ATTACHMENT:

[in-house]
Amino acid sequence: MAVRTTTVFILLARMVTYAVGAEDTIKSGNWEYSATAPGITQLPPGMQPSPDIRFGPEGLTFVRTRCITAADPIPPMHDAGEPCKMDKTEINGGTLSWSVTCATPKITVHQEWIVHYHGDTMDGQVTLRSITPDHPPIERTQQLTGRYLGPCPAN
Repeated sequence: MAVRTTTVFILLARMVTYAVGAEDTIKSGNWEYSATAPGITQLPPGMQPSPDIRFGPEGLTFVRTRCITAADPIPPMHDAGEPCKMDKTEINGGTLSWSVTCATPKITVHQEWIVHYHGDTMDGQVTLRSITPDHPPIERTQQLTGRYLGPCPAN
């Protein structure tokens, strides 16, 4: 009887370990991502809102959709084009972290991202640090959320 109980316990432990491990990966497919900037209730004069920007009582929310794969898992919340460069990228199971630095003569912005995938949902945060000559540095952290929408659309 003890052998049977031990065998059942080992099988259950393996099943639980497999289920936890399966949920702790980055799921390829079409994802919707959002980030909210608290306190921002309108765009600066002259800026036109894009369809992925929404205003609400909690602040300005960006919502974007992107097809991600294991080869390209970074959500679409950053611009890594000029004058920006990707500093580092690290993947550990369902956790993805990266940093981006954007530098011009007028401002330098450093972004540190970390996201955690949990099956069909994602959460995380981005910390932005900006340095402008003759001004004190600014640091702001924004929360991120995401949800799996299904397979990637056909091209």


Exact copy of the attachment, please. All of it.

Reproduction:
[in-house]
Amino acid sequence: MAVRTTTVFILLARMVTYAVGAEDTIKSGNWEYSATAPGITQLPPGMQPSPDIRFGPEGLTFVRTRCITAADPIPPMHDAGEPCKMDKTEINGGTLSWSVTCATPKITVHQEWIVHYHGDTMDGQVTLRSITPDHPPIERTQQLTGRYLGPCPAN
Repeated sequence: MAVRTTTVFILLARMVTYAVGAEDTIKSGNWEYSATAPGITQLPPGMQPSPDIRFGPEGLTFVRTRCITAADPIPPMHDAGEPCKMDKTEINGGTLSWSVTCATPKITVHQEWIVHYHGDTMDGQVTLRSITPDHPPIERTQQLTGRYLGPCPAN
């Protein structure tokens, strides 16, 4: 009887370990991502809102959709084009972290991202640090959320 109980316990432990491990990966497919900037209730004069920007009582929310794969898992919340460069990228199971630095003569912005995938949902945060000559540095952290929408659309 003890052998049977031990065998059942080992099988259950393996099943639980497999289920936890399966949920702790980055799921390829079409994802919707959002980030909210608290306190921002309108765009600066002259800026036109894009369809992925929404205003609400909690602040300005960006919502974007992107097809991600294991080869390209970074959500679409950053611009890594000029004058920006990707500093580092690290993947550990369902956790993805990266940093981006954007530098011009007028401002330098450093972004540190970390996201955690949990099956069909994602959460995380981005910390932005900006340095402008003759001004004190600014640091702001924004929360991120995401949800799996299904397979990637056909091209």